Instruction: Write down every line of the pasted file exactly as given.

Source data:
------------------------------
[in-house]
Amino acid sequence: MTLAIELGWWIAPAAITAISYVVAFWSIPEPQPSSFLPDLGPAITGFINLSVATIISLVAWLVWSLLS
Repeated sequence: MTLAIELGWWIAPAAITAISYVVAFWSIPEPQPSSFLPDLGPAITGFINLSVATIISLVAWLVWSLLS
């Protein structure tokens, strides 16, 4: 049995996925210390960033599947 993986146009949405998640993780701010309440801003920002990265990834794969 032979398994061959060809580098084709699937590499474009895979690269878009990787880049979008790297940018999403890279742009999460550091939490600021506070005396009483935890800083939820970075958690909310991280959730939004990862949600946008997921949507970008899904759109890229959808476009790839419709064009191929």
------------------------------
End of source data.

[in-house]
Amino acid sequence: MTLAIELGWWIAPAAITAISYVVAFWSIPEPQPSSFLPDLGPAITGFINLSVATIISLVAWLVWSLLS
Repeated sequence: MTLAIELGWWIAPAAITAISYVVAFWSIPEPQPSSFLPDLGPAITGFINLSVATIISLVAWLVWSLLS
């Protein structure tokens, strides 16, 4: 049995996925210390960033599947 993986146009949405998640993780701010309440801003920002990265990834794969 032979398994061959060809580098084709699937590499474009895979690269878009990787880049979008790297940018999403890279742009999460550091939490600021506070005396009483935890800083939820970075958690909310991280959730939004990862949600946008997921949507970008899904759109890229959808476009790839419709064009191929």